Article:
Africa’s Progressive Connectivity

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SEATTLE — The link between connectivity and economic growth has always been definite and widespread. When the access to internet, broadband and data services rises, there are amplified investments to the Information and Communications Technology (ICT) sector. This has been the case for many countries on the continent, as 2015 showcased Africa’s progressive connectivity.

The development of sectors in the economy will greatly influence and increase the capacities of the government.

Connectivity is a sustainable way to ensure the inclusion of all the people in the country, be it access to the internet or other forms of financial services. Additionally, increasing connectivity is essential for developing countries as it allows for people to be more economically self-sufficient. The value of output in services also increases substantially.

Entrepreneurship and business opportunities become a high possibility for the people with more education as there is more access to information due to the connection with the wider world.

The General Household Survey report by Statistics South Africa in 2013 reported that with over 40.9 percent of the population having access to the internet, only 10 percent have access at home in South Africa.

However, the bulwarks surrounding South Africa’s ICT sector has finally crumbled. The position of South Africa’s ICT sector has been bolstered as a result of the concurrent demand for mobile broadband and fibre optic networks.This heralds the transformation of the economy over the past twenty years.

South Africa’s progressive connectivity will open new markets for more financial services. Countries like Egypt, Kenya and Nigeria have thrived owing to this opportunity in the past. Despite attaining a ranking of only 33 out of 50 countries on a global connectivity index by Huawei, South Africa has still greatly reaped the benefits of the National Broadband Plan.

This initiative is presumed to run till 2030 and will be inculcated throughout government departments, medical and education facilities and other sectors.

Moreover, the plan set in motion could lead to the creation of 5 million new jobs and lift many out of the combined effects of unemployment and poverty, along with a boost in the flow of Foreign Direct Investment (FDI) to South Africa and increased competitiveness.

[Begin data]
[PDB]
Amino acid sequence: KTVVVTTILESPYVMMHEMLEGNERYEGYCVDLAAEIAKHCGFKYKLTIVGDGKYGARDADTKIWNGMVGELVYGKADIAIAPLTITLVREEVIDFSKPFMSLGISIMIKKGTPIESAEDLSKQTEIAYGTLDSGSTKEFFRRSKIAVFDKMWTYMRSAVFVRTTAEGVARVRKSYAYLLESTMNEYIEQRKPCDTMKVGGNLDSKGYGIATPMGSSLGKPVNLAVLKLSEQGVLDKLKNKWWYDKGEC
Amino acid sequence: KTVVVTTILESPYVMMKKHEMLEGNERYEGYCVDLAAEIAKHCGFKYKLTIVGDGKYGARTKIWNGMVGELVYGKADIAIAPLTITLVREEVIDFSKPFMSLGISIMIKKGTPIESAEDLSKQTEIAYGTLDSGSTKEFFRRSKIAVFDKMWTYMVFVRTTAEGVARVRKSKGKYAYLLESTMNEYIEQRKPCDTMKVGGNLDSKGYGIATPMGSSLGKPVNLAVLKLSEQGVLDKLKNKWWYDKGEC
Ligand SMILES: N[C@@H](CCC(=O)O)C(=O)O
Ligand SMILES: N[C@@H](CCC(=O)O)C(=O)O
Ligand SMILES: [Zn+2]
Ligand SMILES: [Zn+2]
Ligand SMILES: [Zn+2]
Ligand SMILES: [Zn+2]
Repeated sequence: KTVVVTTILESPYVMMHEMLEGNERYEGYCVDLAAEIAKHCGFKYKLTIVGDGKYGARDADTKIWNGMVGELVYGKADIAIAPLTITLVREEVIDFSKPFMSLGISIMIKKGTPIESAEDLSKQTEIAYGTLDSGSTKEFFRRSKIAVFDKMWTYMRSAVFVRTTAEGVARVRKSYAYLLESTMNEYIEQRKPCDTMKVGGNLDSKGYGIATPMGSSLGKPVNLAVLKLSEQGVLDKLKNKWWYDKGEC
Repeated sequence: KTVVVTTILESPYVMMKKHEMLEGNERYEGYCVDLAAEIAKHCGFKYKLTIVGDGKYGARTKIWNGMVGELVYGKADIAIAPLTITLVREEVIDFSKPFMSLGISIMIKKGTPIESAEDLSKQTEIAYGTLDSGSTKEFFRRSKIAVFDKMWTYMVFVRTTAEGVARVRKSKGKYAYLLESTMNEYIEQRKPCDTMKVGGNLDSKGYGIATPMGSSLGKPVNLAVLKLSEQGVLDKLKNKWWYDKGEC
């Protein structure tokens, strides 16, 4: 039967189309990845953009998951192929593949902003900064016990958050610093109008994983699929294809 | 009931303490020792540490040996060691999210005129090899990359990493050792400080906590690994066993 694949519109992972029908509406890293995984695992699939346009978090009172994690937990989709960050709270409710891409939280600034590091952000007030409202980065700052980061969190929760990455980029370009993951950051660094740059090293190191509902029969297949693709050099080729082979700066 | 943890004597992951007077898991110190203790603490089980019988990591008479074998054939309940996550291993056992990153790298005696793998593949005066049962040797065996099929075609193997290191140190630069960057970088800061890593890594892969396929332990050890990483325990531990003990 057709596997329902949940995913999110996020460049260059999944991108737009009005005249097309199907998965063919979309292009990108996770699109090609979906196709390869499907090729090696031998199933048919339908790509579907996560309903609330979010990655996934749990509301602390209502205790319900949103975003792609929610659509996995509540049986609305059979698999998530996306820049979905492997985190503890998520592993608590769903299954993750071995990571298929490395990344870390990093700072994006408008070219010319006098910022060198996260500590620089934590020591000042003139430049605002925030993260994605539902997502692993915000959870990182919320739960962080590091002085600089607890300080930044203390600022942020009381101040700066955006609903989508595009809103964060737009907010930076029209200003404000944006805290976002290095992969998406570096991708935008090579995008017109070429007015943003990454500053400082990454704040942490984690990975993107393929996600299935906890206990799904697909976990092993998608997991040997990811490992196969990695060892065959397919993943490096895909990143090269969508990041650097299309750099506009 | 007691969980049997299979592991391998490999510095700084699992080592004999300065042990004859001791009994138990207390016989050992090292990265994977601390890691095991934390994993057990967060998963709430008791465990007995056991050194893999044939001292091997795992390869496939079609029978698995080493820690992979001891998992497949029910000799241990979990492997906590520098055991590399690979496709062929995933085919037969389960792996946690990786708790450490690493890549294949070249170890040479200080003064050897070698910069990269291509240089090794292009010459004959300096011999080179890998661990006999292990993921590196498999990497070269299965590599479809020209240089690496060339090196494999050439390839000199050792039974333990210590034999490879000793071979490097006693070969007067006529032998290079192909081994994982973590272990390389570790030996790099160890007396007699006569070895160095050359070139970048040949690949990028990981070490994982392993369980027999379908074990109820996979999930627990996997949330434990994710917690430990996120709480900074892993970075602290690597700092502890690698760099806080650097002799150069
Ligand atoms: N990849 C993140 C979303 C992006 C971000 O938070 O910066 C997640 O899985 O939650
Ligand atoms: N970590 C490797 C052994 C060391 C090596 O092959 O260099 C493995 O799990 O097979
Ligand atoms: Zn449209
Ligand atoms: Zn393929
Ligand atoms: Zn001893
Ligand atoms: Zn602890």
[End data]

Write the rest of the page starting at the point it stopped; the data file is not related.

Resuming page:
South Africa’s progressive connectivity has also been greatly felt in the fields of e-commerce and internet banking.

A recent report by Akami has highlighted that South Africa has the second-best average mobile broadband speed in Africa. However, internet access in South Africa has been proven to be above the base average globally. With an estimated 40 percent monthly income spent on this service, it is a challenge for many. Higher costs may discourage those from lower socioeconomic backgrounds severely.

The 2016 Johannesburg business seminar has subsequently addressed this mater thoroughly. Services will soon be more flexible for both business and consumer needs.

Cable operator SEACOM has furthermore contributed to the successes of Africa’s progressive connectivity with investments in power and energy. Internet speeds have rocketed since the inception of new connection points at Kampala, Nairobi and Durban. SEACOM has also paved the way for better user service by establishing a connection between the Netnod internet exchange point in Sweden.

This development will help in the exchange of traffic along with increasing the propensity to invest between Europe and many parts of Africa.

Moreover, Intelsat and AfricaOnlines’s recent steadfast partnership will greatly alleviate the low internet penetration presently in Sub-Saharan Africa. The project will involve the provision of network management and broadband services, channeled by a virtual network operator. This ingenious and cost-effective methodology will boost infrastructure and lead to the expansion of various services.

Intelstate’s Ku-band satellite solutions will cement business developments along with providing local rural communities with medical and education services.

Overall, Africa’s progressive connectivity will help knit countries together with the rest of the wider world. Developing economies like South Africa, Nigeria and Kenya see connectivity as a gift to their economy and their people.

Shivani Ekkanath

Photo: Flickr

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